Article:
Dorothee Beermann | Laurent Besacier | Sakriani Sakti | Claudia Soria
Proceedings of the 1st Joint Workshop on Spoken Language Technologies for Under-resourced languages (SLTU) and Collaboration and Computing for Under-Resourced Languages (CCURL)

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Dual-decoder Transformer for Joint Automatic Speech Recognition and Multilingual Speech Translation
Hang Le | Juan Pino | Changhan Wang | Jiatao Gu | Didier Schwab | Laurent Besacier
Proceedings of the 28th International Conference on Computational Linguistics

We introduce dual-decoder Transformer, a new model architecture that jointly performs automatic speech recognition (ASR) and multilingual speech translation (ST). Our models are based on the original Transformer architecture (Vaswani et al., 2017) but consist of two decoders, each responsible for one task (ASR or ST). Our major contribution lies in how these decoders interact with each other : one decoder can attend to different information sources from the other via a dual-attention mechanism. We propose two variants of these architectures corresponding to two different levels of dependencies between the decoders, called the parallel and cross dual-decoder Transformers, respectively. Extensive experiments on the MuST-C dataset show that our models outperform the previously-reported highest translation performance in the multilingual settings, and outperform as well bilingual one-to-one results. Furthermore, our parallel models demonstrate no trade-off between ASR and ST compared to the vanilla multi-task architecture. Our code and pre-trained models are available at https://github.com/formiel/speech-translation.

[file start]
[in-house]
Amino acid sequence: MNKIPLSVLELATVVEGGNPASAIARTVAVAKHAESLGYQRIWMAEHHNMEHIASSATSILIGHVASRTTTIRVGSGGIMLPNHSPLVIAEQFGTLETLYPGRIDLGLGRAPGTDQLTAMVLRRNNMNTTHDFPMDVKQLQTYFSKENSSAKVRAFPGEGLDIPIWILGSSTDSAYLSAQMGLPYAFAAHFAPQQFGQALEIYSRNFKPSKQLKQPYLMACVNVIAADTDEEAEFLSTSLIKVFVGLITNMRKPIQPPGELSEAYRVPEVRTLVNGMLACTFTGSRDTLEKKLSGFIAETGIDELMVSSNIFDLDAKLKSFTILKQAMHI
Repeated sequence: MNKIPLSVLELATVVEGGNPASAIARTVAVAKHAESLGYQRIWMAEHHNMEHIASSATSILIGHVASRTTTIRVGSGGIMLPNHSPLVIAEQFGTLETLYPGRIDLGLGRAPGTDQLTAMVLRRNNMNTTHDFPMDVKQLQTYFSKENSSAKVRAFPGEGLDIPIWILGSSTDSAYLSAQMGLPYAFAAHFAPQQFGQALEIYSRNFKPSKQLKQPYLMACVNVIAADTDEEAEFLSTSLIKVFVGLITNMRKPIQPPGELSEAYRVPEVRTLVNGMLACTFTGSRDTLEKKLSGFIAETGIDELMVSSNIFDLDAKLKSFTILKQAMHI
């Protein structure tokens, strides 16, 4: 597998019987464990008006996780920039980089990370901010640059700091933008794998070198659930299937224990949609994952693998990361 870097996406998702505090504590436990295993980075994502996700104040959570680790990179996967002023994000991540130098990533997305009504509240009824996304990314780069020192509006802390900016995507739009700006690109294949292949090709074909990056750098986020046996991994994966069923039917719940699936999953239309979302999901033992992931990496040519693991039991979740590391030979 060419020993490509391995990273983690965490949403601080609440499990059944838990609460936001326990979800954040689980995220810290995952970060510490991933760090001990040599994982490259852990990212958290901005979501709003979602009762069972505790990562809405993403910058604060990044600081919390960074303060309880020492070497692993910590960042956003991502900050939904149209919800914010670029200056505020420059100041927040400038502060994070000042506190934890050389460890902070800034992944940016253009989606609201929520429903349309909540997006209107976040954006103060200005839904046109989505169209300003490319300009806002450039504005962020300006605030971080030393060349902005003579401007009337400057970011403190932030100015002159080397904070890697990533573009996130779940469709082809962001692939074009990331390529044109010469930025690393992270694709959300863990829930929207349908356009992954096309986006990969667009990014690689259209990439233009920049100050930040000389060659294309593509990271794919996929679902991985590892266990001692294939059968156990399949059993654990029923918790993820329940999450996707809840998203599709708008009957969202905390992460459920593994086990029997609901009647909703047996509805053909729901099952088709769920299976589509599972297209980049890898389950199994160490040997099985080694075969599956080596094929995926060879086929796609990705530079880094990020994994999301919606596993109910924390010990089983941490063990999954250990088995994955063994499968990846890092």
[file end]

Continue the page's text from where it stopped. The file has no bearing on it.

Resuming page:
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FlauBERT : Unsupervised Language Model Pre-training for FrenchFlauBERT: Unsupervised Language Model Pre-training for French
Hang Le | Loïc Vial | Jibril Frej | Vincent Segonne | Maximin Coavoux | Benjamin Lecouteux | Alexandre Allauzen | Benoit Crabbé | Laurent Besacier | Didier Schwab
Proceedings of the 12th Language Resources and Evaluation Conference